At the beginning of the twentieth century, pretty much all American women wore separates. The shirtwaist blouse and skirt combination had a universal appeal, chosen by women of all ages, races, and class.
When the shirtwaist went out of style in the 1910s, separates didn’t return again in a big way until the 1950s. This time, though, they didn’t have the same broad reach. The older set stuck to dresses, while younger women took to the more casual styles of mix and match skirts, blouses, and pants.
In his overview of the American fashion industry at the beginning of the 1960s, The Rag Race, journalist Bernard Roshko cites an industry report noting this age divide. “Nearly all women of fifty or older consider dresses suitable for wear around the house and for recreation, summer or winter. Very few women under thirty consider dresses the suitable thing to wear for either purpose at any time of year.”(267)
You can see this age divide clearly in pattern magazines of the fifties. Mix and match wardrobes were big, with a single pattern offered for coordinating parts. The 1956 Butterick set above, pattern 7686, offered a skirt, blouse, toreador pants, and short sleeved coat. “By linking a matching blouse and skirt you get an all-in-one dress effect…Over any of these toss the slim coat—result, ideal Easter ensemble! For active sports or lounging, ally the print or plain top with the toreador pants.” These patterns came in Junior Miss and Misses sizes 11-18, for bust sizes 31.5 to 36.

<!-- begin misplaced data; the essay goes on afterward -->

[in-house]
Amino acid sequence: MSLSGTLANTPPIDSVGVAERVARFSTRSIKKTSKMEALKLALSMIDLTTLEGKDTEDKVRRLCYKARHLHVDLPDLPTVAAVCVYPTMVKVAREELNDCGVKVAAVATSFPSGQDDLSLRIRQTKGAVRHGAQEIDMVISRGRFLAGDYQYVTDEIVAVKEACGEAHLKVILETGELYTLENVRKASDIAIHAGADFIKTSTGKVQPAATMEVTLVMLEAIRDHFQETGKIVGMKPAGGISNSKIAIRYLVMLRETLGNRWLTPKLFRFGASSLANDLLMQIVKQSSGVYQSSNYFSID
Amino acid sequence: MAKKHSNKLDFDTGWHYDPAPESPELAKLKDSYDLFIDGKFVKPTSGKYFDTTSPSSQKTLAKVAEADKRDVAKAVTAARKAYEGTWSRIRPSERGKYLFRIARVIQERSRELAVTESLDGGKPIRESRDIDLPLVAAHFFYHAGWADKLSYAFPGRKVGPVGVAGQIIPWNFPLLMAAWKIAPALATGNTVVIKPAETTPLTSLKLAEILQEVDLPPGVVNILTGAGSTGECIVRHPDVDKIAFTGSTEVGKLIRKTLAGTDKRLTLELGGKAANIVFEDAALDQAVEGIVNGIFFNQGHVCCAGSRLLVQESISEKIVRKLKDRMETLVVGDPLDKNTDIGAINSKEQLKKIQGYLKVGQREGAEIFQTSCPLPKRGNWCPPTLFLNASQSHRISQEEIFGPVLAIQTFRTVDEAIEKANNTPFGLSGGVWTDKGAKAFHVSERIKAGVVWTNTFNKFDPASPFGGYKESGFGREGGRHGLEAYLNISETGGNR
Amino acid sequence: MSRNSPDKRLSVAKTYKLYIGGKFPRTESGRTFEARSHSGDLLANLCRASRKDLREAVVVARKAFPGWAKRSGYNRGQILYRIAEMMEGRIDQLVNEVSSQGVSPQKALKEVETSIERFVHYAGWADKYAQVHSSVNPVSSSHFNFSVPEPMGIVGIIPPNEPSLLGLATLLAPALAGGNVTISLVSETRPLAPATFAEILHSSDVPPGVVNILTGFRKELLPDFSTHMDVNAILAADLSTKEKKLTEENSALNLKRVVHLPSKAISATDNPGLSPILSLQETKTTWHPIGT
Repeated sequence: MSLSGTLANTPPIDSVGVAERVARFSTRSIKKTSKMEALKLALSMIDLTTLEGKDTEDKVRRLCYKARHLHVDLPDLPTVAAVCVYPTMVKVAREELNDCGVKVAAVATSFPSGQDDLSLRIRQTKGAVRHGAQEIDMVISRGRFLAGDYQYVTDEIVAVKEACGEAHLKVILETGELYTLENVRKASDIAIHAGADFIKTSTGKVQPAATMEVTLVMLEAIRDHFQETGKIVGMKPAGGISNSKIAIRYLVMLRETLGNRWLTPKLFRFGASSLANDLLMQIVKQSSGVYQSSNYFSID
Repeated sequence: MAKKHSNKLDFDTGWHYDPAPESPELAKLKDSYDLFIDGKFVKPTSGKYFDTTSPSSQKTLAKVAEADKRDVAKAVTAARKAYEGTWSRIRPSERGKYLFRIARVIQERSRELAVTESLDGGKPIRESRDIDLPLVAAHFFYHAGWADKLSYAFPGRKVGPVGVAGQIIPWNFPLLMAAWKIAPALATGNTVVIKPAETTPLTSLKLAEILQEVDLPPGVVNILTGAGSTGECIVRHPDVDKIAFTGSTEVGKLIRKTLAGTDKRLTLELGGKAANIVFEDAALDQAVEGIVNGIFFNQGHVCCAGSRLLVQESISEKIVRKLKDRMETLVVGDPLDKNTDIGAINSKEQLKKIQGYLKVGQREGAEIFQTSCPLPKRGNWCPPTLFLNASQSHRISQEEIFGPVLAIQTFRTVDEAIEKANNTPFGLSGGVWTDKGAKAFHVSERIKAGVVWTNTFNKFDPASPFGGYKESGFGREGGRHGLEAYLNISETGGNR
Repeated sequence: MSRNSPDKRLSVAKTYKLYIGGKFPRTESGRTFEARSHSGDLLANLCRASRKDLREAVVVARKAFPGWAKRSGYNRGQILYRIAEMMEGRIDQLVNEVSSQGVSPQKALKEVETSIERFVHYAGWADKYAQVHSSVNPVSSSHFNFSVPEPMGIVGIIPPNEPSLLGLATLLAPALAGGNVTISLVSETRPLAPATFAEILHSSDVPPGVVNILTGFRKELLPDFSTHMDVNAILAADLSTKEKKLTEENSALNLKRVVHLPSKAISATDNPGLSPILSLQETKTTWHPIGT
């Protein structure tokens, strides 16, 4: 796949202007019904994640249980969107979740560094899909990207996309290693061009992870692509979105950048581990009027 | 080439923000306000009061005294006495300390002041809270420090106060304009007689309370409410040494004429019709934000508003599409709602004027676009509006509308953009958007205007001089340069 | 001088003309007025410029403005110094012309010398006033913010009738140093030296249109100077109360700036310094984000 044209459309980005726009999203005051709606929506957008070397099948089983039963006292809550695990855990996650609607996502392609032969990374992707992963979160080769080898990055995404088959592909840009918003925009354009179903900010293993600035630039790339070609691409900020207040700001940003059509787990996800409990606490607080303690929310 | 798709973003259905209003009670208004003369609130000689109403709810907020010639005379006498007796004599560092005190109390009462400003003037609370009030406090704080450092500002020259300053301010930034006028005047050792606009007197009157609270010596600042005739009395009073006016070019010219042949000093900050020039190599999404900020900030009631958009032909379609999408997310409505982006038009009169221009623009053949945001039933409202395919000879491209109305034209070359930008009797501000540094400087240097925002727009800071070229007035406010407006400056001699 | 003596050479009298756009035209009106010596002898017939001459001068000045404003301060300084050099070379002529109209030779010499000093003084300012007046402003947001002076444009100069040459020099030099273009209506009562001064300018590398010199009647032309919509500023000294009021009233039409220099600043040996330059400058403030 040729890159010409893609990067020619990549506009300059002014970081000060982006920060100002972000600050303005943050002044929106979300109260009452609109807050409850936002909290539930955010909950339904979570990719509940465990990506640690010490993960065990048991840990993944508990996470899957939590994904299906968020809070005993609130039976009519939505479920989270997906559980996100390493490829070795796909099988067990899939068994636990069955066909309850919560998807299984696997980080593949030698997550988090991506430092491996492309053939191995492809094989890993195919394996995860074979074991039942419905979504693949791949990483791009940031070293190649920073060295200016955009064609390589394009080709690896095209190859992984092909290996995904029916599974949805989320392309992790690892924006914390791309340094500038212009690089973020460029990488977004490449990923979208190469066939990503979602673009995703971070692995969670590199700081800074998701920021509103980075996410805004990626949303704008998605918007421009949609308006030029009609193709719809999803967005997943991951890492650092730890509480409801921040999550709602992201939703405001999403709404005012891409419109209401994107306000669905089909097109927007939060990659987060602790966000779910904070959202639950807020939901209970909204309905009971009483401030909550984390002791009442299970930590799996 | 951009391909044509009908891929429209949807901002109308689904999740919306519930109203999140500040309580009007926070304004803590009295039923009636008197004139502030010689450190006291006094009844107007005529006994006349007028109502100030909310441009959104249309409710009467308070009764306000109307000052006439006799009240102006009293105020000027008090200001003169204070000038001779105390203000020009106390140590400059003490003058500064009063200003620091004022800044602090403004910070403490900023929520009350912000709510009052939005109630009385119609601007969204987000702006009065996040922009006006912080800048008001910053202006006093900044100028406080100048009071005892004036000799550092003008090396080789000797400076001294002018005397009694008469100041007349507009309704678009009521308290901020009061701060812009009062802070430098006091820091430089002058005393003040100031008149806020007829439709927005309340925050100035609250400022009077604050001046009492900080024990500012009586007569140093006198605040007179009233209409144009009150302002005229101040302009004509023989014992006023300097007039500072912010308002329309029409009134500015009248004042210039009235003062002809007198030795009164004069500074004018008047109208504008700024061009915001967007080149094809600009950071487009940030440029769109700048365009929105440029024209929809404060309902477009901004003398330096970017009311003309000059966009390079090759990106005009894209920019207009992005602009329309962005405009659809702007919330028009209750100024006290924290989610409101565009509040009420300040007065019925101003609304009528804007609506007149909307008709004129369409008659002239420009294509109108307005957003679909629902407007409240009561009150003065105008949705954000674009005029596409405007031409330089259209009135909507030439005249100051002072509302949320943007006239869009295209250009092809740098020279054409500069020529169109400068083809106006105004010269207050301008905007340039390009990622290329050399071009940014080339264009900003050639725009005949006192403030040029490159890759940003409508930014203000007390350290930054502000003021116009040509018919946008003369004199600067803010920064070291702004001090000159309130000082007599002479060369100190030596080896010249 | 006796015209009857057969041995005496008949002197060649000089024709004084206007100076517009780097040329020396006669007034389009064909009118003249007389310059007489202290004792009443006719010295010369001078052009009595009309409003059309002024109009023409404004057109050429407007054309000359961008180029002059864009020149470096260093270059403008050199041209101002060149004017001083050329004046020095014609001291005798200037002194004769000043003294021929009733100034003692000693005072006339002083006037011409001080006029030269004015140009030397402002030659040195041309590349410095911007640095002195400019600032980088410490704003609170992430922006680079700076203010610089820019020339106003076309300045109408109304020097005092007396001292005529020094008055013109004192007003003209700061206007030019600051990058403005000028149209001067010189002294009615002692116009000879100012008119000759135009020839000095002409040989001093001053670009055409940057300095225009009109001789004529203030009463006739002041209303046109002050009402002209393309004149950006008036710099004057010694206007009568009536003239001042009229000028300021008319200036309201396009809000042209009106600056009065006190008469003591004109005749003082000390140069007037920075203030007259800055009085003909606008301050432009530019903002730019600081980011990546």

What did Butterick offer the more amply endowed woman, one who wore “more-than-misses-sizes”? A dress.
These days, pattern magazine are filled with dresses and I’m wearing only separates. I guess now I’m behind the times.